Cardiorenal syndrome is common among patients with severe sepsis and septic shock. Pathogenesis is related to multiple factors affecting both the heart and kidneys, including shock related renal hypoperfusion, systemic and intrarenal vasodilation, ubiquitous inflammatory injury to tissues, endothelial dysfunction, and altered capillary permeability. Injured kidneys can further impair myocardial function, thus contributing to maintain shock and organ hypoperfusion. Early and targeted optimization of hemodynamics is indicated to reverse systemic hypotension and to restore urinary output. In case of persistent renal impairment, venovenous hemofiltration may be used to remove cytokines and restore renal function.
- C. Ronco, M. Haapio, A. A. House, N. Anavekar, and R. Bellomo, “Cardiorenal syndrome,” Journal of the American College of Cardiology, vol. 52, no. 19, pp. 1527–1539, 2008.
- C. Ronco, “Cardiorenal syndromes: definition and classification,” Contributions to Nephrology, vol. 164, pp. 33–38, 2010.
- N. Srisawat, E. E. A. Hoste, and J. A. Kellum, “Modern classification of acute kidney injury,” Blood Purification, vol. 29, no. 3, pp. 300–307, 2010.
- J. A. Kellum, R. Bellomo, and C. Ronco, “Definition and classification of acute kidney injury,” Nephron—Clinical Practice, vol. 109, no. 4, pp. c182–c187, 2008.
- S. M. Bagshaw, C. George, I. Dinu, and R. Bellomo, “A multi-centre evaluation of the RIFLE criteria for early acute kidney injury in critically ill patients,” Nephrology Dialysis Transplantation, vol. 23, no. 4, pp. 1203–1210, 2008.
- R. Bellomo, C. Ronco, J. A. Kellum, R. L. Mehta, and P. Palevsky, “Acute renal failure—definition, outcome measures, animal models, fluid therapy and information technology needs: the Second International Consensus Conference of the Acute Dialysis Quality Initiative (ADQI) Group,” Critical Care, vol. 8, no. 4, pp. R204–R212, 2004.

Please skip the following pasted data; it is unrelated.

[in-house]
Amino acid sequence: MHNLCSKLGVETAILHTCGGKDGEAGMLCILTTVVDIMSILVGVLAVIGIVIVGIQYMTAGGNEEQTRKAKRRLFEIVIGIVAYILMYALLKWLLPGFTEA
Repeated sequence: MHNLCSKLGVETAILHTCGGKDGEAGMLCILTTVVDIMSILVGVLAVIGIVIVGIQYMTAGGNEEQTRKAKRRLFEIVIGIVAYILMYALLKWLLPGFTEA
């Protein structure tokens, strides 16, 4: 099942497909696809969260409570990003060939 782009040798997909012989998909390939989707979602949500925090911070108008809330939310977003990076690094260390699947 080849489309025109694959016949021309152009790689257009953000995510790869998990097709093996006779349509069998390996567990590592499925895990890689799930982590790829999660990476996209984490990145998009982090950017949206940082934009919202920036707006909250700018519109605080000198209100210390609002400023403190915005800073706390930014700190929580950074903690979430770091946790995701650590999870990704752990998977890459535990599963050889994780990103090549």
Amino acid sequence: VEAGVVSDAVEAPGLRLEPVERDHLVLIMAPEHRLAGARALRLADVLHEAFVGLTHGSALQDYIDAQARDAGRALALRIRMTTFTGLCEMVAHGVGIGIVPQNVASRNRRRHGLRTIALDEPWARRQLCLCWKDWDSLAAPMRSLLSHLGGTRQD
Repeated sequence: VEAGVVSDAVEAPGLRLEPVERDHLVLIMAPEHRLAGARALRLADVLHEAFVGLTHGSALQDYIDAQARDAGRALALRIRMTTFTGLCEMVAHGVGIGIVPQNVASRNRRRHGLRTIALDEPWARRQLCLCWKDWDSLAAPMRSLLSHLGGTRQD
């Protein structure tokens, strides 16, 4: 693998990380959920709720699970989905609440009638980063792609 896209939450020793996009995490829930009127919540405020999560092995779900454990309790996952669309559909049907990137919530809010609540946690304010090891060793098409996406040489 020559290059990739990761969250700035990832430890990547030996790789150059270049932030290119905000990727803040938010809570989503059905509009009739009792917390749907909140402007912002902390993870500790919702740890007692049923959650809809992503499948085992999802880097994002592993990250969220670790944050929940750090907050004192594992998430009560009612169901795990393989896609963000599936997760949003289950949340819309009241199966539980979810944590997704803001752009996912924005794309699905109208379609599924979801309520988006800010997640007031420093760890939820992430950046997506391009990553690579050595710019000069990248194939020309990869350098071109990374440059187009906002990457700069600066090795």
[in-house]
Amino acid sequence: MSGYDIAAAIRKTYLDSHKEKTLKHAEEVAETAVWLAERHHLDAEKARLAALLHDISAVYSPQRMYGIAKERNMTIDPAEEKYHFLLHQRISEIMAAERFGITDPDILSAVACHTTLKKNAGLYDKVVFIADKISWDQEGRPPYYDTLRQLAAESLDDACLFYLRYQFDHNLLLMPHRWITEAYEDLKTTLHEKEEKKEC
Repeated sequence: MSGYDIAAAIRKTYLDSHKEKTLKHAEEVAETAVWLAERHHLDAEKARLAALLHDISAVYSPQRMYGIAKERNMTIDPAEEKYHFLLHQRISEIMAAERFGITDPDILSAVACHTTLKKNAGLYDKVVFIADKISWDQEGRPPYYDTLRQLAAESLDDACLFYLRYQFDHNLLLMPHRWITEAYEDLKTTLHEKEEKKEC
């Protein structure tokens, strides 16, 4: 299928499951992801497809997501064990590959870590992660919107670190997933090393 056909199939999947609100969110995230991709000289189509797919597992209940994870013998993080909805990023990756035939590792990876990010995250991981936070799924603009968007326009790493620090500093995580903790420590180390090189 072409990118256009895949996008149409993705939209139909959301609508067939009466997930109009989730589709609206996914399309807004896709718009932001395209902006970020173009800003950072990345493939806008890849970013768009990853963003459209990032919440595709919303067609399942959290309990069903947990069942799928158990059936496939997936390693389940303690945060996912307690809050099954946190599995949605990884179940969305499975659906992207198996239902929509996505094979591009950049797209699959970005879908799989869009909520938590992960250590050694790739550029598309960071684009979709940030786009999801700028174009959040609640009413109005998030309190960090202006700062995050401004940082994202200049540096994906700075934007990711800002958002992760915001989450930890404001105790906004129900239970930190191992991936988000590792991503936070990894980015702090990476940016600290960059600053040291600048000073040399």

- S. Uchino, J. A. Kellum, R. Bellomo et al., “Acute renal failure in critically ill patients: a multinational, multicenter study,” Journal of the American Medical Association, vol. 294, no. 7, pp. 813–818, 2005.
- C. Ronco, D. N. Cruza, and F. Ronco, “Cardiorenal syndromes,” Current Opinion in Critical Care, vol. 15, no. 5, pp. 384–391, 2009.
- D. Sado and K. Greaves, “Myocardial perfusion echocardiography: a novel use in the diagnosis of sepsis-induced left ventricular systolic impairment on the intensive care unit,” European Journal of Echocardiography, vol. 12, no. 1, pp. 81–84, 2011.
- S. L. Zanotti-Cavazzonia and S. M. Hollenberg, “Cardiac dysfunction in severe sepsis and septic shock,” Current Opinion in Critical Care, vol. 15, no. 5, pp. 392–397, 2009.
- A. Rudiger and M. Singer, “Mechanisms of sepsis-induced cardiac dysfunction,” Critical Care Medicine, vol. 35, no. 6, pp. 1599–1608, 2007.
- A. Esteban, F. Frutos-Vivar, N. D. Ferguson et al., “Sepsis incidence and outcome: contrasting the intensive care unit with the hospital ward,” Critical Care Medicine, vol. 35, no. 5, pp. 1284–1289, 2007.
- C. Brun-Buisson, “The epidemiology of the systemic inflammatory response,” Intensive Care Medicine, vol. 26, no. 1, pp. S64–S74, 2000.
- E. A. J. Hoste, N. H. Lameire, R. C. Vanholder, D. D. Benoit, J. M. A. Decruyenaere, and F. A. Colardyn, “Acute renal failure in patients with sepsis in a surgical ICU: predictive factors, incidence, comorbidity, and outcome,” Journal of the American Society of Nephrology, vol. 14, no. 4, pp. 1022–1030, 2003.